This was written by Matthew Di Carlo, senior fellow at the non-profit Albert Shanker Institute, located in Washington, D.C. This post originally appeared on the institute’s blog.

By Matthew Di Carlo

Most people involved in education policy know exactly what you mean when you refer to “the CREDO study.” I can’t prove this, but suspect it may be the most frequently mentioned research report over the past two years (it was released in 2009).

For those who haven’t heard of it (or have forgotten), this report, done by the Center for Research on Education Outcomes (CREDO), which is based at Stanford University, was a comparison of public charter schools and traditional public schools in 15 states and the District of Columbia. Put simply, the researchers matched up real charter school students with fictional amalgamations of statistically similar students in the same area (the CREDO team called them “virtual twins”), and compared charter school students’ performance (in terms of test score gains) to that of their “twins.”

The “take home” finding – the one that everybody talks about – was that, among the charter schools included in the analysis, 17 percent had students who did better on the whole than their public school twins, in 37 percent they did worse, and in 46 percent there was no statistical difference. Results varied a bit by student subgroup and over time.

There are good reasons why this analysis is mentioned so often. For one thing, it remains the largest study of charter school performance to date, and despite some criticism that the “matching” technique biased charter effects downward, it was also a well done large-scale study (for a few other good multi-state charter studies, see here, here, and here).

Nevertheless, as is so often the case, the manner in which its findings are discussed and understood sometimes reflect a few key errors of interpretation. Given that it still gets attention in major media outlets, as well as the fact that the CREDO team continues to release new state-specific reports (the latest one is from Pennsylvania), it makes sense to quickly clear up three of the most common misinterpretations.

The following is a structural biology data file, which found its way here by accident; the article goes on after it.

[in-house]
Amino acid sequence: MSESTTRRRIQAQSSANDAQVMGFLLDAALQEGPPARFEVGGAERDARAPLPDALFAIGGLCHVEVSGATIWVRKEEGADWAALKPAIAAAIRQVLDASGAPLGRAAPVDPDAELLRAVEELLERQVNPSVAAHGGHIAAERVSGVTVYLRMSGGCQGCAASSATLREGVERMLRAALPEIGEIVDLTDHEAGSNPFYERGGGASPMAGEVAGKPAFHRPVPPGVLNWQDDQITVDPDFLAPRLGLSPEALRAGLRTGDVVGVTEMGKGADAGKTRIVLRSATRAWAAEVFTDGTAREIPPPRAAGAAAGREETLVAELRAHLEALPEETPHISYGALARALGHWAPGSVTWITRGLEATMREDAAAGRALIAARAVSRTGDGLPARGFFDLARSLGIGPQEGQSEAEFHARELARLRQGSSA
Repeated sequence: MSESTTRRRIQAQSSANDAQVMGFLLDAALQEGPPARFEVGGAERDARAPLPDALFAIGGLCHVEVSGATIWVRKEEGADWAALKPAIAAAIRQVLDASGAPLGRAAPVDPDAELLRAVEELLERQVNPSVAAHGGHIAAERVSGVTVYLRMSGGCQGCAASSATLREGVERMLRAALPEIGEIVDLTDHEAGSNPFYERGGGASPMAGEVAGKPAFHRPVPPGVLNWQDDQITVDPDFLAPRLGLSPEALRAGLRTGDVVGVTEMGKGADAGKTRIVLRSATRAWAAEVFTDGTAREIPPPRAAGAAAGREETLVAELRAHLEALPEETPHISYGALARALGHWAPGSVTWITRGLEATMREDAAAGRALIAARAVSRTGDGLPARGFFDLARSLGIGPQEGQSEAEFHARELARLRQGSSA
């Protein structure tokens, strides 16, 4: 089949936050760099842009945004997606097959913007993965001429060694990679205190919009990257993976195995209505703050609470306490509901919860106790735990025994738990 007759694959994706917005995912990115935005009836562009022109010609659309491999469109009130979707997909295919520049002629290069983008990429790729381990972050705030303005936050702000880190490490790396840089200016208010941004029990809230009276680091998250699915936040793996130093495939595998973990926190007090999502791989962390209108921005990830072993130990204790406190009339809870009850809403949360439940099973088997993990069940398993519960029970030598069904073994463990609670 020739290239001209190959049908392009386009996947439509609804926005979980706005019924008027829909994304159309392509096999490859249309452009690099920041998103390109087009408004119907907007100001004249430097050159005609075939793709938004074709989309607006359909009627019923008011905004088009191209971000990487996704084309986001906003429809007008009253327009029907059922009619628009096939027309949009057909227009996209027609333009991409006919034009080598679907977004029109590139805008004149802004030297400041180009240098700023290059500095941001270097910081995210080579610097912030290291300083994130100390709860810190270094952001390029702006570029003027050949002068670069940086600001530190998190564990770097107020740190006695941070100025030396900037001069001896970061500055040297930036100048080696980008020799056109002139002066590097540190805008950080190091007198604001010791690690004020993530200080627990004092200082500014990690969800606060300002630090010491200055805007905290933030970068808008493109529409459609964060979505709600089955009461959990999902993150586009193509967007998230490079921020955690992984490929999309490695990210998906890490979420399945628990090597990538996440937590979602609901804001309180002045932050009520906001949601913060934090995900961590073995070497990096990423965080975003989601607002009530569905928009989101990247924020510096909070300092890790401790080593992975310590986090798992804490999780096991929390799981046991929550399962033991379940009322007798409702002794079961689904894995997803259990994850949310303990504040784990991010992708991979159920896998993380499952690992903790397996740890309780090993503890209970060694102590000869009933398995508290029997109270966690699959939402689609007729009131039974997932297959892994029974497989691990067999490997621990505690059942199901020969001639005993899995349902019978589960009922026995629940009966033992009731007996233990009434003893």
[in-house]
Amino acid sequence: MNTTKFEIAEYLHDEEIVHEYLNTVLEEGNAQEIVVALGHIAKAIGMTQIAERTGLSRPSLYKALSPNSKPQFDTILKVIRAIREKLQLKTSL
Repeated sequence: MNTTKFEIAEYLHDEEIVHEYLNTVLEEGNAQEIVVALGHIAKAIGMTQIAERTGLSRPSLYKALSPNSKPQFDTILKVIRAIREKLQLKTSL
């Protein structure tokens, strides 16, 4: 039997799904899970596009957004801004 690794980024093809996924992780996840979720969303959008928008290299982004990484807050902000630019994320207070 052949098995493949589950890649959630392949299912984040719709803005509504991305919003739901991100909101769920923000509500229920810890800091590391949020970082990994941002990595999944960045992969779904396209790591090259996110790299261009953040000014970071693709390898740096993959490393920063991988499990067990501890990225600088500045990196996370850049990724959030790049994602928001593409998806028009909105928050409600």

The first issue is one I have discussed before, and will reiterate here: The fact that students in a given charter school or group of charters performed “significantly better” or “significantly worse” than their counterparts in regular public schools does not mean that these differences were large, or even moderately large. If a charter school performed “significantly” better or worse than its virtual regular public school “twin,” this only means that the difference was highly unlikely to be zero – i.e., it cannot be chalked up to random fluctuation.

In fact, it’s a safe bet that the vast majority of the “significant” differences between charters and regular public schools were actually rather tiny. Many (if not most) of them were probably so small as to be meaningless. So, when you hear someone say that 17 percent of charters are excellent (as did the narrator in the film Waiting for Superman ”), or that 36 percent of them are awful, keep in mind that this is a massive misinterpretation of the findings. I often wonder how much different our education debate (and that in other areas, as well) would be if we used the term “statistically discernible” instead of “statistically significant.”

The second clarification I’d like to offer is highly related: Even if there was a difference between a given charter school and its “virtual twin” that is both statistically significant and large – whether positive or negative – it does not necessarily follow that the school is “good” or “bad.” The CREDO report assesses schools with regression models that attempt to isolate the difference in performance between charters and regular public schools, while controlling for other potentially relevant factors (e.g., student characteristics). Any estimated difference between the two types of schools is, of course, a relative – not an absolute – performance measure.

So, for example, let’s say the students in “Charter School X” did much better than their “virtual twins” in regular public schools — the difference was huge and significant. This doesn’t mean that Charter X is a great school. Actually, Charter X might be a low-performing school, which just happened to do better than the schools to which it was compared, which were even worse. Conversely, Charter X and its comparison regular publics might all be wonderful schools, but Charter X just happened to be the best of the very good.

Just as the CREDO report – or at least the results it provides – does not permit any blanket statements about how much better are the higher-performing regular public schools vis-à-vis charters (or vice-versa), it also cannot be used to make absolute statements about “good” or “bad” schools (especially since so many of the differences are probably quite small).